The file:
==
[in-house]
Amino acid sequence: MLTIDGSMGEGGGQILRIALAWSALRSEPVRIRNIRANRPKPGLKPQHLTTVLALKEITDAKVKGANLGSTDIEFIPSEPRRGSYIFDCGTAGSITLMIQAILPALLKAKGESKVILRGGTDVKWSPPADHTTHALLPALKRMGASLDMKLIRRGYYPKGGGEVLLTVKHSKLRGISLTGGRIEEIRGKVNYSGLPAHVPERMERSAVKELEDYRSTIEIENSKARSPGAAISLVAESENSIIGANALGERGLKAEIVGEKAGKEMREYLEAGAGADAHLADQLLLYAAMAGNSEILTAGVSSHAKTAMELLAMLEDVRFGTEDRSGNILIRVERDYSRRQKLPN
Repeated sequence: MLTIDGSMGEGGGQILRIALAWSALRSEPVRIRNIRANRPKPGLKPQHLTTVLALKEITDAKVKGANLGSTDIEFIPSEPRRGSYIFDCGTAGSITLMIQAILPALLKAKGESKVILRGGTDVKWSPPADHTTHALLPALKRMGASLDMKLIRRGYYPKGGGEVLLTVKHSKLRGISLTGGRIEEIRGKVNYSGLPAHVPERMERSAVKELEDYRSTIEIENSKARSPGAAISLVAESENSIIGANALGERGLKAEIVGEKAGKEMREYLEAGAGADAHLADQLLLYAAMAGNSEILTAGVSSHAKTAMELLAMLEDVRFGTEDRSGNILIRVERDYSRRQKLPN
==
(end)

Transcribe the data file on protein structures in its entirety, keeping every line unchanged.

[in-house]
Amino acid sequence: MLTIDGSMGEGGGQILRIALAWSALRSEPVRIRNIRANRPKPGLKPQHLTTVLALKEITDAKVKGANLGSTDIEFIPSEPRRGSYIFDCGTAGSITLMIQAILPALLKAKGESKVILRGGTDVKWSPPADHTTHALLPALKRMGASLDMKLIRRGYYPKGGGEVLLTVKHSKLRGISLTGGRIEEIRGKVNYSGLPAHVPERMERSAVKELEDYRSTIEIENSKARSPGAAISLVAESENSIIGANALGERGLKAEIVGEKAGKEMREYLEAGAGADAHLADQLLLYAAMAGNSEILTAGVSSHAKTAMELLAMLEDVRFGTEDRSGNILIRVERDYSRRQKLPN
Repeated sequence: MLTIDGSMGEGGGQILRIALAWSALRSEPVRIRNIRANRPKPGLKPQHLTTVLALKEITDAKVKGANLGSTDIEFIPSEPRRGSYIFDCGTAGSITLMIQAILPALLKAKGESKVILRGGTDVKWSPPADHTTHALLPALKRMGASLDMKLIRRGYYPKGGGEVLLTVKHSKLRGISLTGGRIEEIRGKVNYSGLPAHVPERMERSAVKELEDYRSTIEIENSKARSPGAAISLVAESENSIIGANALGERGLKAEIVGEKAGKEMREYLEAGAGADAHLADQLLLYAAMAGNSEILTAGVSSHAKTAMELLAMLEDVRFGTEDRSGNILIRVERDYSRRQKLPN